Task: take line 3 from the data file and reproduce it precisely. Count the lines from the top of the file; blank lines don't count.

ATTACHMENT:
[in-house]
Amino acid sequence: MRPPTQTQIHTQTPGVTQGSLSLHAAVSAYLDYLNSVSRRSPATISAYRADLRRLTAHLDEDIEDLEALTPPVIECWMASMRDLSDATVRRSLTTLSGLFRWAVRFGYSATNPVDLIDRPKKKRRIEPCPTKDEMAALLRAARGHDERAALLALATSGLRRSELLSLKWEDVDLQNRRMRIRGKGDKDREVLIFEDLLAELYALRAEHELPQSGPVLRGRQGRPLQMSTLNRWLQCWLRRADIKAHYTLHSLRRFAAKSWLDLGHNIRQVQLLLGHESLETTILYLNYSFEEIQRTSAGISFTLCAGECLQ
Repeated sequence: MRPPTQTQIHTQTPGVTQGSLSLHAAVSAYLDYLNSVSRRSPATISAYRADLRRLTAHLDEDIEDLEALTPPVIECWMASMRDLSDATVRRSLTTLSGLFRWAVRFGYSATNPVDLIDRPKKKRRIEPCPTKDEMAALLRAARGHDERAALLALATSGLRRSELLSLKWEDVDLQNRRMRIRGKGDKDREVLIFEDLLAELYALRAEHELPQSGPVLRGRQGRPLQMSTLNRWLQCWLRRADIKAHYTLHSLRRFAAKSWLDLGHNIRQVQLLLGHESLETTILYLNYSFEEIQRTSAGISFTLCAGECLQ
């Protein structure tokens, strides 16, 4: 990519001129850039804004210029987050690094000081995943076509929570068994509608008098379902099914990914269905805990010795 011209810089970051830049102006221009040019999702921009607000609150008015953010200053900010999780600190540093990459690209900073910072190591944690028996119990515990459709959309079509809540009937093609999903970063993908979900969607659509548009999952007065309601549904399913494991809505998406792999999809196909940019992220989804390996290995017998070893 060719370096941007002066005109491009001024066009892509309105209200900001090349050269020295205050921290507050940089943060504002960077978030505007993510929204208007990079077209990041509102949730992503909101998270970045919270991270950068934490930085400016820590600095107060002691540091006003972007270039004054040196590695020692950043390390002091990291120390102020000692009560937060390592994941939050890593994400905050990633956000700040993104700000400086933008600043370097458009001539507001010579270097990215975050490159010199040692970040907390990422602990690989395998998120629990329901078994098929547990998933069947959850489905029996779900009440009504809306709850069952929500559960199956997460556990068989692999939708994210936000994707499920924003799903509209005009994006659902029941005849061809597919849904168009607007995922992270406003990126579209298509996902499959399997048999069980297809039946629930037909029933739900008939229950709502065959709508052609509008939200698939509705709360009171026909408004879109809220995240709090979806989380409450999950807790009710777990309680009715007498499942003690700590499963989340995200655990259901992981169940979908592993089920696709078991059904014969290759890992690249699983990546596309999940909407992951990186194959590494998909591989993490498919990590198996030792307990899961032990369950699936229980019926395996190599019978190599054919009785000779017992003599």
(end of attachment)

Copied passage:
Repeated sequence: MRPPTQTQIHTQTPGVTQGSLSLHAAVSAYLDYLNSVSRRSPATISAYRADLRRLTAHLDEDIEDLEALTPPVIECWMASMRDLSDATVRRSLTTLSGLFRWAVRFGYSATNPVDLIDRPKKKRRIEPCPTKDEMAALLRAARGHDERAALLALATSGLRRSELLSLKWEDVDLQNRRMRIRGKGDKDREVLIFEDLLAELYALRAEHELPQSGPVLRGRQGRPLQMSTLNRWLQCWLRRADIKAHYTLHSLRRFAAKSWLDLGHNIRQVQLLLGHESLETTILYLNYSFEEIQRTSAGISFTLCAGECLQ